with each other and comprehending their manifoldness in one cogni-
tion” (A77/B103). While “the manifold of representations can be given
in an intuition that is merely sensible, i.e., nothing but receptivity,” “the
combination (conjunction) of a manifold in general can never come
to us through the senses” (B129). Mere intuition, while it “provides a
manifold,” can never give unity “without the occurrence of synthesis,”
which “runs through and takes together this manifoldness” (A99). This
allows the manifold contained in an intuition to be apprehended as such,
that is, as a manifold, and is a condition on the possibility of cognition
(A78“9/B104). Kant refers to the synthesis as “a blind but indispensable
function of the soul” (A78 B103).
Kant attributes the synthesis of the manifold of speci¬cally sensible
intuition, which he calls the “¬gurative synthesis,” to the imagination,
which, he claims, belongs to sensibility insofar as it is concerned with intu-
ition (B151). But he makes clear nonetheless that imaginative synthesis
belongs more appropriately to spontaneity. Imagination is a determining,
and not merely determinable, faculty and it is therefore allied to under-
standing (B151“2) Synthesis “is an act of the spontaneity of the power
of representation, and, since one must call the latter understanding, in
distinction from sensibility, all combination . . . is an action of the under-
standing” (B130). The synthesis of intuition by imagination “is an effect
of the understanding on sensibility” (B152, emphasis added). So far as it
is spontaneous, Kant calls the synthesis of the imaginative “productive.”
In light of the operation of productive synthesis, “we can represent
nothing as combined in the object without having previously combined
it ourselves . . . among all representations, combination is the only one
that is not given through objects but can be executed only by the subject
itself” (B129“30). Now since our sole mode of affection by objects is
Richard N. Manning
64

through this sensible manifold, and since particulars are present in the
intuition of the manifold only through the operation of the synthesis
of imagination, particulars, as such, are not present in the manifold of
intuition at all.
The problem of guidance gains purchase at the initial moment of the
cognitive process: the transition from mere sensation to intuited appear-
ance. All appearance already involves not mere receptivity, but the order-
ing and placing of that matter of sensation in relation, according to space
and time, the a priori forms of intuition (A19“21/B33“5). Sensation, as
the effect of the object on us, cannot be present to us spatiotemporally
independent of the activity of our mental faculties. How then can sheer
sensory content, which is not itself spatiotemporally arrayed, determine
the spatiotemporal structure of its appearance? The determinate charac-
ter of the sort that might conceivably provide guidance to or constrain
the way the manifold is taken up as a manifold seems to be the product
of synthesis. Yet guidance from the contents of the sensible manifold itself
seems required if synthesis is to be a part of a process that yields objective
understanding of objects sensed.5
The chapter on the schematism of concepts in the Analytic of Princi-
ples arguably presents the next stage in the progress from sheer receptiv-
ity of the sensible manifold to full, spontaneous concept application in
empirical judgment. There, Kant tells us that in all applications of con-
cepts to objects, the representation of the object must be “homogeneous”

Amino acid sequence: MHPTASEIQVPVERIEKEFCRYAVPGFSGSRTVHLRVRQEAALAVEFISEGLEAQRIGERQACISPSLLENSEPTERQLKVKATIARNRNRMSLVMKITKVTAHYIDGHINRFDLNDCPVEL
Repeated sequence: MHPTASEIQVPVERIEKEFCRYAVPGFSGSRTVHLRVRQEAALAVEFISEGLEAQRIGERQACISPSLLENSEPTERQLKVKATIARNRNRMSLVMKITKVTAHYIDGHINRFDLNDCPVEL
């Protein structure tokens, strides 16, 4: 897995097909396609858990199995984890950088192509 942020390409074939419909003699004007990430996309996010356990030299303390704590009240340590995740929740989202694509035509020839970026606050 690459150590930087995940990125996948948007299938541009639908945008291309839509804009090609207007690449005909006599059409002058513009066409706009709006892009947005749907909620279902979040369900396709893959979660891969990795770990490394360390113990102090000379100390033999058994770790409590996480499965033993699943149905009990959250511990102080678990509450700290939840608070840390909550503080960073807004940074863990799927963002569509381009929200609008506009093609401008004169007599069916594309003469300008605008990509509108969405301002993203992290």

with the concept, in the sense that “the concept must contain that which
is represented in the object” (A137/B176). The pure concepts, he says,
are “entirely unhomogeneous” in comparison with empirical intuitions.
While some of what Kant says suggests that schemata are required only
for the application of pure concepts, it is nonetheless clear that schemata
are required for the application of empirical concepts as well. Noting that
no image could be adequate to the pure concept of a triangle precisely
because images are particular in a way that the concept is not, Kant con-
cludes that what is required is the schema of a triangle, which “signi¬es
a rule of the synthesis of the imagination” (A141/B180). He then insists
that “even less does an object of experience [an appearance] or an image
of it ever reach the empirical concept, rather the latter is always related
immediately to the schema of the imagination as a rule for the deter-
mination of our intuition in accordance with a certain general concept”
(A141/B180).

5 Indeed, sheer sensibility does not even provide an occasion for synthesis, since occasions
are in time, and the temporal character of intuition is itself a product of synthesis.
The Necessity of Receptivity 65

The process of schematization is, Kant says, “a hidden art in the depths
of the human soul” (A141/B180“1). “The schema of sensible concepts,”
he continues, “is a product, and as it were a monogram of pure a priori
imagination, through which and in accordance with which the images
¬rst become possible, but which must be connected with the concept, to
which they are never themselves fully congruent, always only by means of
the schema they designate” (A141“2/B181). So schemata are represen-
tations of general procedures, and either are or signify rules that make
possible the subsumption of images under concepts. Images themselves
cannot make this possible, since they cannot “attain the generality” of
concepts. Since, in Kant™s view, schemata can make this possible, they evi-
dently do attain to that generality. And Kant indeed identi¬es schematism
as “a procedure of the understanding” (A140/B179, emphasis added), the
faculty of concepts. But it is this very generality of concepts that indicated
the need for an intermediary between concepts and intuited objects in
the ¬rst place.6 Schemata seem to be general in just the same way that
concepts are, hence equally heterogeneous with objects on this score,
and equally in need of additional terms through which they can relate